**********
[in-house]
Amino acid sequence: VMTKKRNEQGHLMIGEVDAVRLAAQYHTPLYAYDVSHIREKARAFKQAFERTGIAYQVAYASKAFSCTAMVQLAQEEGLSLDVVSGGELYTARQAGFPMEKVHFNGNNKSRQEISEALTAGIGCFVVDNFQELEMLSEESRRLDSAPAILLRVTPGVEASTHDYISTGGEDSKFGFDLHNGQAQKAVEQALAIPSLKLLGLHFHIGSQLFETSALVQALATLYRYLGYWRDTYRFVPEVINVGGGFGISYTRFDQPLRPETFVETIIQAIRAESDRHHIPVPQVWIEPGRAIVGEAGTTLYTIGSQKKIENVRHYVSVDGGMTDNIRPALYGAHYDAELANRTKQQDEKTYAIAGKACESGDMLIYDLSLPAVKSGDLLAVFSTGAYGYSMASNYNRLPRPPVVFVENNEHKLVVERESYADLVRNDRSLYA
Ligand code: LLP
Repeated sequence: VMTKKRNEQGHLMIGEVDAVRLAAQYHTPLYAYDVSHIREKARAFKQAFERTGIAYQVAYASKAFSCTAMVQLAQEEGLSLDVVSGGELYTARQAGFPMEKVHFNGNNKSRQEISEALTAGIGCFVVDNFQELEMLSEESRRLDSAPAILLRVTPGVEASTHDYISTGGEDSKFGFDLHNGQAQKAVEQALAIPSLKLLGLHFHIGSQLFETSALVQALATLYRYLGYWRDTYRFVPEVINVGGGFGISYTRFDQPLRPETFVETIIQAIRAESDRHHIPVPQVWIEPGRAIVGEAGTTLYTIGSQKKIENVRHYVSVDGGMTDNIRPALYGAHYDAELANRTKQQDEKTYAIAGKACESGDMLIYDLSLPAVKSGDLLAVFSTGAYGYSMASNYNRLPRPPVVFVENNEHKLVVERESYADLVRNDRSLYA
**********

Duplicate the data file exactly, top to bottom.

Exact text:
[in-house]
Amino acid sequence: VMTKKRNEQGHLMIGEVDAVRLAAQYHTPLYAYDVSHIREKARAFKQAFERTGIAYQVAYASKAFSCTAMVQLAQEEGLSLDVVSGGELYTARQAGFPMEKVHFNGNNKSRQEISEALTAGIGCFVVDNFQELEMLSEESRRLDSAPAILLRVTPGVEASTHDYISTGGEDSKFGFDLHNGQAQKAVEQALAIPSLKLLGLHFHIGSQLFETSALVQALATLYRYLGYWRDTYRFVPEVINVGGGFGISYTRFDQPLRPETFVETIIQAIRAESDRHHIPVPQVWIEPGRAIVGEAGTTLYTIGSQKKIENVRHYVSVDGGMTDNIRPALYGAHYDAELANRTKQQDEKTYAIAGKACESGDMLIYDLSLPAVKSGDLLAVFSTGAYGYSMASNYNRLPRPPVVFVENNEHKLVVERESYADLVRNDRSLYA
Ligand code: LLP
Repeated sequence: VMTKKRNEQGHLMIGEVDAVRLAAQYHTPLYAYDVSHIREKARAFKQAFERTGIAYQVAYASKAFSCTAMVQLAQEEGLSLDVVSGGELYTARQAGFPMEKVHFNGNNKSRQEISEALTAGIGCFVVDNFQELEMLSEESRRLDSAPAILLRVTPGVEASTHDYISTGGEDSKFGFDLHNGQAQKAVEQALAIPSLKLLGLHFHIGSQLFETSALVQALATLYRYLGYWRDTYRFVPEVINVGGGFGISYTRFDQPLRPETFVETIIQAIRAESDRHHIPVPQVWIEPGRAIVGEAGTTLYTIGSQKKIENVRHYVSVDGGMTDNIRPALYGAHYDAELANRTKQQDEKTYAIAGKACESGDMLIYDLSLPAVKSGDLLAVFSTGAYGYSMASNYNRLPRPPVVFVENNEHKLVVERESYADLVRNDRSLYA